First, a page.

Jack Goes Boating (2010), directed by the late actor Philip Seymour Hoffman, is an understated affair. Based on a successful play of the same name and starring the same actors, this story about ‘loser potheads looking for love’ will either charm you into its saccharine kitchen-sink-like sweetness or will make you want to turn it off after its first five minutes.
But should you decide to commit to it, here is what you can expect:
- A film that is impeccably shot and edited in the vein of Sundance indie dramas
- Engrossing performance from Philip Seymour Hoffman and the rest of the cast
- Off-kilter characters in a story that teeters between irrelevant cliché and total absurdity
The story is structured around two couples:
- Clyde & Lucy: a black couple who have been together for a long time. As Clyde says “Being in a long-term relationship, you take a few hits.”
- Jack & Connie: Set up by Clyde & Lucy, the story follows their unfolding romance.
First off, Jack (played by Philip Seymour Hoffman) is an eccentric. Pushing forty years of age, living in his uncle’s basement, he is an Irish-American obsessed with reggae music who is growing dreads on his balding blond mop. He looks ridiculous. But you have to pity him, and Clyde (played with endearing bravado by Juan Ortiz) does just that. They work together driving Gypsy cabs around New York. They are ‘friends’, but almost inadvertently. A passive Jack allows the manipulative Clyde to take up all the space in his life.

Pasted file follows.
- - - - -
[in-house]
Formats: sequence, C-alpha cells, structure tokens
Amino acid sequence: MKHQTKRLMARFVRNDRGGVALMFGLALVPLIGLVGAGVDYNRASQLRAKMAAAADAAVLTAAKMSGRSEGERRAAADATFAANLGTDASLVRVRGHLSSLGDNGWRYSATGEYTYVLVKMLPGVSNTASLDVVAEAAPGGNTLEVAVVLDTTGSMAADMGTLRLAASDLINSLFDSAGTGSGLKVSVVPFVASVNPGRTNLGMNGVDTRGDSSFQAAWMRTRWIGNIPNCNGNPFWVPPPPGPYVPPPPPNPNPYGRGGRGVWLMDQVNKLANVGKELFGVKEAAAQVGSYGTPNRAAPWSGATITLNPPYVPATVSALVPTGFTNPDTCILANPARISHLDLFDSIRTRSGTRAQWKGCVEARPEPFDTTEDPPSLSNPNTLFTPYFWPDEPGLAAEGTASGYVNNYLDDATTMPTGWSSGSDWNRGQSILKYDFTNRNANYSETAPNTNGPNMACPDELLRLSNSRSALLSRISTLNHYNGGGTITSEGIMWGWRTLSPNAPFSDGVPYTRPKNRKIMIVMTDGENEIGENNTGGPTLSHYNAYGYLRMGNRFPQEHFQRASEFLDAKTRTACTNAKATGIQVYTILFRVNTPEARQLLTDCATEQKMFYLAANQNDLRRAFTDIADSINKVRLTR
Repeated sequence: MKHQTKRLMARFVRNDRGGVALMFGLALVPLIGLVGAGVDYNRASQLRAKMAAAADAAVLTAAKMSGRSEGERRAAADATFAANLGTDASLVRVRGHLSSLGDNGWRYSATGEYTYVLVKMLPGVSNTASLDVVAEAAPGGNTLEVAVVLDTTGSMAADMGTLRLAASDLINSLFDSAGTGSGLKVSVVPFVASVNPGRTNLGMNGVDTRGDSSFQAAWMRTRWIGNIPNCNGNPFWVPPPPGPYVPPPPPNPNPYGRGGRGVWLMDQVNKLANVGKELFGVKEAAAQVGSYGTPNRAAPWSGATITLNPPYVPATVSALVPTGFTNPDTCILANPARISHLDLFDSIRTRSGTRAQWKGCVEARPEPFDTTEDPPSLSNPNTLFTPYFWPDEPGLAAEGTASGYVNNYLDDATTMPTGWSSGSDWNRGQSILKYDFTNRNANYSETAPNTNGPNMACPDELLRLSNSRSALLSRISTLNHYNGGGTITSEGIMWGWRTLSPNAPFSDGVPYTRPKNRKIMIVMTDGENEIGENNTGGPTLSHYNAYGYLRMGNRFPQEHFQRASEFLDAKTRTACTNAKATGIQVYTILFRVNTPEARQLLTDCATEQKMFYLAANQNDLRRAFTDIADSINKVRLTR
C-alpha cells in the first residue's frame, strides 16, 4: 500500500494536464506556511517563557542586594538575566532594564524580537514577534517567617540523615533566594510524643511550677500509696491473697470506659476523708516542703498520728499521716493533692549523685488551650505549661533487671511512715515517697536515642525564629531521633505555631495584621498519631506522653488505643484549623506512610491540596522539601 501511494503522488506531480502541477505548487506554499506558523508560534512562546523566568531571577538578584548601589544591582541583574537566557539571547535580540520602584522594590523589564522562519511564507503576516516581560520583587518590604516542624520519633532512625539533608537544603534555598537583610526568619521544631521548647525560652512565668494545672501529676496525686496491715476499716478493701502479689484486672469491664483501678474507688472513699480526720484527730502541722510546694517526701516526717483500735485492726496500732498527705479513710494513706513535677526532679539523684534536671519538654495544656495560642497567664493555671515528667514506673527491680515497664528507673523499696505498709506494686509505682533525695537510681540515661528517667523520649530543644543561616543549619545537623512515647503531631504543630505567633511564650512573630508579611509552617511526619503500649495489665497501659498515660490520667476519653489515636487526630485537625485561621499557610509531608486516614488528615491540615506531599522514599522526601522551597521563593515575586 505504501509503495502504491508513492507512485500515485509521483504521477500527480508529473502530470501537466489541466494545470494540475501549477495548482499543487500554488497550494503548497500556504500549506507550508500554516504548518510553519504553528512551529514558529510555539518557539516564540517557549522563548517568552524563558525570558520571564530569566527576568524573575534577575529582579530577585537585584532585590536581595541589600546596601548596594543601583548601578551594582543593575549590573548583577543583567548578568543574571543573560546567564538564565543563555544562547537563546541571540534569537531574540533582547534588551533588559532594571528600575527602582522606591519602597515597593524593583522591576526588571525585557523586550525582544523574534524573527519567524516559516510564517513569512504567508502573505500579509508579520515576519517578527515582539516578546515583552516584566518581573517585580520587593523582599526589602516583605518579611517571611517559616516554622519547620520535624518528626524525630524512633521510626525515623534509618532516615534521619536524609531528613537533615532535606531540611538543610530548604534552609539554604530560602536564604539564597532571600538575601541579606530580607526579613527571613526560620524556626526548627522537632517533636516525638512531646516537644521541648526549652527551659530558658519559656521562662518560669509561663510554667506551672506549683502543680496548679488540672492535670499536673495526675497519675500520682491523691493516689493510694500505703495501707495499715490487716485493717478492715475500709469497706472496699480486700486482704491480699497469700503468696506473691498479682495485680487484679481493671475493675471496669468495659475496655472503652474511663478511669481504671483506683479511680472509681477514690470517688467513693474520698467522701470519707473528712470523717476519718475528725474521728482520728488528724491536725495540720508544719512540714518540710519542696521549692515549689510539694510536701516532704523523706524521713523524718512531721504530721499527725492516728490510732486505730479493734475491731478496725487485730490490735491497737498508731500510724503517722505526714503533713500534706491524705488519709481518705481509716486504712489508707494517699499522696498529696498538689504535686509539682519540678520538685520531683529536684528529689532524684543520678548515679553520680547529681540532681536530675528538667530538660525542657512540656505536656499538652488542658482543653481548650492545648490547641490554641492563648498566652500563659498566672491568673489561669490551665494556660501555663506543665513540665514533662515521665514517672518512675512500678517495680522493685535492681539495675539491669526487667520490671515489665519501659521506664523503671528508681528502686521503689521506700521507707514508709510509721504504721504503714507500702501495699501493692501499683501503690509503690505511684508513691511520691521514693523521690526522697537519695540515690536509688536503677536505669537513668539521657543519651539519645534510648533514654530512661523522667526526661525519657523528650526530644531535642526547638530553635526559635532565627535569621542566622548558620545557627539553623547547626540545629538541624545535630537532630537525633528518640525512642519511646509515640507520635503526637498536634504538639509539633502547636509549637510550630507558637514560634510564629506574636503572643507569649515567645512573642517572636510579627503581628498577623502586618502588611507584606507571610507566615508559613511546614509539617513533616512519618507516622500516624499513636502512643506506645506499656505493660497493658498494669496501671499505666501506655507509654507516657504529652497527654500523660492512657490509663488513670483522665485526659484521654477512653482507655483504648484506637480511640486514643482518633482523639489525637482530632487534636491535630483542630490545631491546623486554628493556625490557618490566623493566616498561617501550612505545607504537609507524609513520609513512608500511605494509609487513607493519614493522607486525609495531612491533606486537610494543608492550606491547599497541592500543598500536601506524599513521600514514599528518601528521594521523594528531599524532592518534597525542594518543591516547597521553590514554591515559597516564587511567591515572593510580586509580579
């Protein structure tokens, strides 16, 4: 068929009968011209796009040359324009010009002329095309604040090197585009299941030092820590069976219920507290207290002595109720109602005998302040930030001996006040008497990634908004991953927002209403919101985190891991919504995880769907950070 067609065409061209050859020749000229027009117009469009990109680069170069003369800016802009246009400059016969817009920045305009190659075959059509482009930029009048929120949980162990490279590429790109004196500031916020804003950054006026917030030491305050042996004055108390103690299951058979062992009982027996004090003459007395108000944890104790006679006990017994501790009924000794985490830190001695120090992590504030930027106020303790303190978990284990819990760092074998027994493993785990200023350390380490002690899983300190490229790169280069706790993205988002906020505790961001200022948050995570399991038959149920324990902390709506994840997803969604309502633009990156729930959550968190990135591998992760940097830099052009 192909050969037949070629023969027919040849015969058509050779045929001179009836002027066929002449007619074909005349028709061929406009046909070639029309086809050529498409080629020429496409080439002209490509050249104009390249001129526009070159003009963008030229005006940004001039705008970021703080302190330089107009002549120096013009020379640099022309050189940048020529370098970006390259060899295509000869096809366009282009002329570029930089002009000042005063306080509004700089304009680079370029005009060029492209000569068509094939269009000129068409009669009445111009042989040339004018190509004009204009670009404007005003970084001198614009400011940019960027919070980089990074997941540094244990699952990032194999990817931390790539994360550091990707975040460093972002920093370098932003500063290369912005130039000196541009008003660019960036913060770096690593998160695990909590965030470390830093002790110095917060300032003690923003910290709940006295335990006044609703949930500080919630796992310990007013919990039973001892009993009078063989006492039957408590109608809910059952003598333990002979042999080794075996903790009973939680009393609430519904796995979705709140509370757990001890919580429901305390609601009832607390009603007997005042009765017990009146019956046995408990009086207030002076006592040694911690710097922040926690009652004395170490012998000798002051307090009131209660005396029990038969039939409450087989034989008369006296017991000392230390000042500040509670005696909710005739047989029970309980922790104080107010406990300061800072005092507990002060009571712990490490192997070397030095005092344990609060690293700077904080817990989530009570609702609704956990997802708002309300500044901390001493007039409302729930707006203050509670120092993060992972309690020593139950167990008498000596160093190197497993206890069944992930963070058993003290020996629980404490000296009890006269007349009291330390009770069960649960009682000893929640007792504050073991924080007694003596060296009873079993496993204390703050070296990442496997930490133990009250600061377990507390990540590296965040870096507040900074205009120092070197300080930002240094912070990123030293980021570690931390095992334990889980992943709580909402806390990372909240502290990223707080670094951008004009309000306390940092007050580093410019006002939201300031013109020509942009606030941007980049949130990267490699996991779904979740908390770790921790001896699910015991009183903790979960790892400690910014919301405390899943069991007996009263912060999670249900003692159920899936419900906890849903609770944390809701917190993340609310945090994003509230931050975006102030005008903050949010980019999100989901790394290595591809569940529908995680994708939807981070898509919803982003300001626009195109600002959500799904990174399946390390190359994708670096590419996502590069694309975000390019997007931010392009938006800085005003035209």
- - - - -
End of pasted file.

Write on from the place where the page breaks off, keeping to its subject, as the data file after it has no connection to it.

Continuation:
But something weighs heavily on Clyde’s soul. The main problem in his life is his wounded ego because of the past infidelities of his wife, Lucy. Clyde & Lucy’s matching of Jack with Connie is a desperate attempt to escape the recurring frustrations of their own failed marriage. Here is a broken symmetry: Clyde & Lucy whose relationship is nearing its end, and Jack & Connie who are in the throes of first love. One is adventure and discovery (Jack & Connie), the other is paranoid thoughts and escape through drugs (Clyde & Lucy).
In this story, nobody really knows each other. The time they spend together is merely circumstance, yet they imbue it with value through emotion. Clyde repeatedly informs Jack that he ‘loves’ him, but is it authentic, or a strategy for control? Jack needs Clyde to teach him how to swim or to refer him a Waldorf Chef to learn how to cook, but is it necessary to abstract this time spent together into friendship, or love? Isn’t the pursuit of meaning in the end, nothing but absurd?
Jack & Connie
Providing a necessary counterpoint to Clyde & Lucy’s doomed lovers scenario is Jack & Connie’s awkward attempt to get to know each other. Their interactions are riddled with absurd non-sequiturs, and a subdued urge for sex. Connie who is as horny as can be (but hides it very well) constantly imagines she is being harassed by co-workers or strangers in the street. During her introductory scene she recounts an absurdly tragic story about an old man coming out of a coma, supposedly compelled by the need to care for his blind wife, only to fall down the stairs, hit his head, and die. When Jack visits her in the hospital after she has allegedly been attacked, he lends her his headphones and she lies on the bed, high on medication, listening to Jack’s reggae tunes. Later on, when she tells Jack she is not ready for “penis insertion”, it is not that she is frigid, rather she is teaching him about foreplay, and leading to a funny sex scene without the nudity.
But Clyde’s emotional hold on Jack, as a mentor and friend finds its dissolution in the movie’s final dinner scene. Both couples gather for a dinner party—the culmination of Jack’s cooking lessons and his first official date with Connie. On Lucy’s initiative they begin to smoke ‘black hashish’ out of a communal hookah. During this state of stoned aloofness the storylines reach their final conclusion: Lucy leaves Clyde, then no longer under the watchful eye of the dominant couple Jack and Connie are free to perform for each other only (and they do that precisely using conversation projectively to enact the future).